Cecchi’s presence also resurrected Somali fears of territorial dispossession. Thus it did not escape public attention when a cousin of Cecchi visited the Banadir region in 1895 to investigate the possibilities for commercial agriculture. There soon followed talk of growing cotton on Italian plantations along the Shabeelle river. This cousin was Giorgio Mylius, a wealthy Milanese industrialist. The Industrialist was particularly interested in the possibility of growing cotton in Somalia.

Finally, Cecchi appeared to symbolize colonial aggressiveness in the distant interior

”Obituary: Antonio Cecchi
The Geographical Journal, Vol. 9, No. 2. (Feb., 1897), p. 230.
Jstor

 Antonio Cecchi.
The well-known Italian explorer, Antonio Cecchi, has, together with various
officers and men of the Italian gunboats Volturno and Stafletta, lately fallen a
victim to the treachery of the Somalis of the Benadir coast, of which he was
administrator. During a trip towards the Webi Shebeli, the party was suddenly
attacked by night, and, after expending most of its ammunition, was obliged to beat
a retreat, amidst renewed attacks by the Somalis. All the officers lost their lives,
and only three men succeeded in reaching Mogdishu. Cecchi was best known
for his journey to Abyssinia and the Galla countries between the years 1877 and
1882. The expedition, as at first constituted, was nominally under the command
of the Marquis Antinori, Cecchi being entrusted with the astronomical and meteorological
observations ; but of the five Europeans who took part in it, only Cecchi
and Dr. Chiarini proceeded beyond Shoa, the latter subsequently dying of fever,
while the former spent several years as a prisoner in the southern Galla countries
before returning to the coast. The results of this journey were published in two
octavo volumes at Rome in 1886, followed in 1887 by a third dealing with the
topographical surveys. Cecchi was afterwards for some years Italian consul at
Aden, and since 1890 had held a similar post at Zanzibar, where he was universally
respected and beloved.”

 ——-

The Italian expansion which culminated in their first expedition into the interior of Banadir was successfully halted a mere 12 miles out of the city and lead to the death of the man who spearheaded Italian expansion into Somalia.

In the coming instalments we’ll show how the Somali groups in Banadir first viewed the slow Italian encroachment on the Benadir coast and how the Lafole event sparked the fire of a long resistance in Banadir and Southern Somalia.

3: The Somali response to Italian expansion

The Somali groups described in part 1 responded differently to the Italians who were expanding slowly but steadily into the Banadir coast, and would inevitably venture into the hinterlands.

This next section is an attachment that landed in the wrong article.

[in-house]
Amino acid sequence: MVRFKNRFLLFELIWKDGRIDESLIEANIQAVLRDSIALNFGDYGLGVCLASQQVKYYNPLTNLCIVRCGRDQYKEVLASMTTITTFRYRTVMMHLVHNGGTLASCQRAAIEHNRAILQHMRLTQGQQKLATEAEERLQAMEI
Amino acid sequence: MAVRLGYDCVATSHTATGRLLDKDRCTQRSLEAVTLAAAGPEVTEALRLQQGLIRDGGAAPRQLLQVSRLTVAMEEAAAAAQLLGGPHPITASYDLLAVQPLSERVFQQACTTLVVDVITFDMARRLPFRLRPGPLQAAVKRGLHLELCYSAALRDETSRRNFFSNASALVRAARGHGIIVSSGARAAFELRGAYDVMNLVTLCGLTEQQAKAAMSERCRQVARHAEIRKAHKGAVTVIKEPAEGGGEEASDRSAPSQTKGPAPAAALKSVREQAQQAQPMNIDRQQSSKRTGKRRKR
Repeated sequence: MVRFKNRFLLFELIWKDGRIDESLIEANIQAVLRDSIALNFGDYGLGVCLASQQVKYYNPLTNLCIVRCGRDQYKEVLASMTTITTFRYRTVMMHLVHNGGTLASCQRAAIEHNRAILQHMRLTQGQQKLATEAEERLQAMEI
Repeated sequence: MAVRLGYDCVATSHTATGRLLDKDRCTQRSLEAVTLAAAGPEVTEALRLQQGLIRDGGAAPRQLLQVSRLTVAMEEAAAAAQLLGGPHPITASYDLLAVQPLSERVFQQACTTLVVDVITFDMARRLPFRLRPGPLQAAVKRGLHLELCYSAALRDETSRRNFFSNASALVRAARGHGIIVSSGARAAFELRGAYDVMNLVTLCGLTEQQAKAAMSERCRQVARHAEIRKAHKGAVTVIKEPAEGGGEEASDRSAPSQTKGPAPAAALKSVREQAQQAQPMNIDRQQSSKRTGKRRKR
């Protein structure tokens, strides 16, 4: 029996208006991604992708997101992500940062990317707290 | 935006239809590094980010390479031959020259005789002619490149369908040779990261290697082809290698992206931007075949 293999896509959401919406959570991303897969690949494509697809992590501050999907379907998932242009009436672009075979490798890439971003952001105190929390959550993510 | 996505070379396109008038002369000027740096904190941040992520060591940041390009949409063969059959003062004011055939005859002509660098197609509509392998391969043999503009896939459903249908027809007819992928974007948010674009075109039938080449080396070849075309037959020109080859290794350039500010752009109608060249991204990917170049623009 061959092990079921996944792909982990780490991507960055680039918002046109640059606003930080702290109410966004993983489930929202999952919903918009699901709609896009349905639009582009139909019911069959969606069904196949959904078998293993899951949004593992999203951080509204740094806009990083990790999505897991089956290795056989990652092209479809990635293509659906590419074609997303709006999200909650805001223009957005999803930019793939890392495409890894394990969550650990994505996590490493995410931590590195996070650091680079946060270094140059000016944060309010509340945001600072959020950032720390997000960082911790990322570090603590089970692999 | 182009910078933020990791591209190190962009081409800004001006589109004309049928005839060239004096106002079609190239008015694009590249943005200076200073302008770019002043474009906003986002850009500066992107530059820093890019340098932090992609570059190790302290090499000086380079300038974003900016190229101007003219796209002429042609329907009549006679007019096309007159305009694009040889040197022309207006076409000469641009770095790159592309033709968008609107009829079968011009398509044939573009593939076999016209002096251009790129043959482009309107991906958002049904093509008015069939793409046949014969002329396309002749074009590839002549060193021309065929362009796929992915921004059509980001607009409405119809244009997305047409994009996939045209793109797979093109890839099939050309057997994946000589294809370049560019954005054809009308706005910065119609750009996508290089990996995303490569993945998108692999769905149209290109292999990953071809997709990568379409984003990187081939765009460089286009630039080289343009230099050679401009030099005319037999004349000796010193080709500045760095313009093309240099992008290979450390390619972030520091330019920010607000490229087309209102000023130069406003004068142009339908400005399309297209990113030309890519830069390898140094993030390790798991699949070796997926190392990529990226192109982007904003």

To start with the Geledi Sultanate,
The Geledi Sultanate was in decline throughout the 19th century. The Sultanate was in the shadow of its former splendid and power. The Geledi confederation headed by the Gobroon shaykhs of Afgooye had lost much of its cohesiveness as the nineteenth century drew to a close. The succession of Osman Ahmed in the 1880s brought to the Geledi sultanate a man of lesser ambitions and more limited political skills than his illustrious forebears. Osman, for example, did nothing to punish the Biyamaal when they blocked a branch of the Shabeelle River and thus caused severe hardship to Geledi´s agricultural allies downriver. ( Lee V. Cassanelli)

Despite these setbacks, Osman inherited baraka (grace) as a member of the Gobroon lineage was still respected by many ordinary Somalis in the region. In the mid 1890s Osman´s army had still been strong enough to defeat their traditional Hintire rivals down the river.

What was the view of the Sultan of the Italian expansion?
First of all what was the general mood in Geledi?

Most people were suspicious of the Italian encroachments and as described earlier people were whispering about Italians taking over the land and their farms. When the Italians came, The Geledi were divided on the issue to resist the slow but steady penetration of the Italians in the Banadir coast or to accommodate this trend. While the people wanted to resist, the attitude of the Sultan and those in authority was cautiously accommodating the Italian presence in Banadir Coast. The Geledi-Wacdaan alliance came under strain at this time, for many of the Wacdaan were opposed to any compromise with the foreigners.

The Sultan started to accommodate the Italians and he started to establish friendly relationships with the Italian governors in Mogadishu. Cecchi apparently felt that Osman remained a force to be reckoned with, for the ill-fated Lafoole expedition had originated with Cecchi´s scheme for an Italian-Geledi alliance ( Lee V. Cassanelli)

The Wacdaan
The Wacdaan were mainly pastoralists, with a small group turning to farming throughout the centuries of their alliance with the Geledi clan who were mainly agriculturalists. As said above, the Wacdaan were opposed to any compromise with the foreigners. This fierce anti-foreign stance was persistent in the culture of Wacdaan and in the very place of Lafoole. The place has been called Lafoole because apparently the Wacdaan defeated the Gaalo Madoow when they migrated to the Lower Shabelle around the 18th century, hence the translation of Lafoole which is: Bones . ( Lee V. Cassanelli)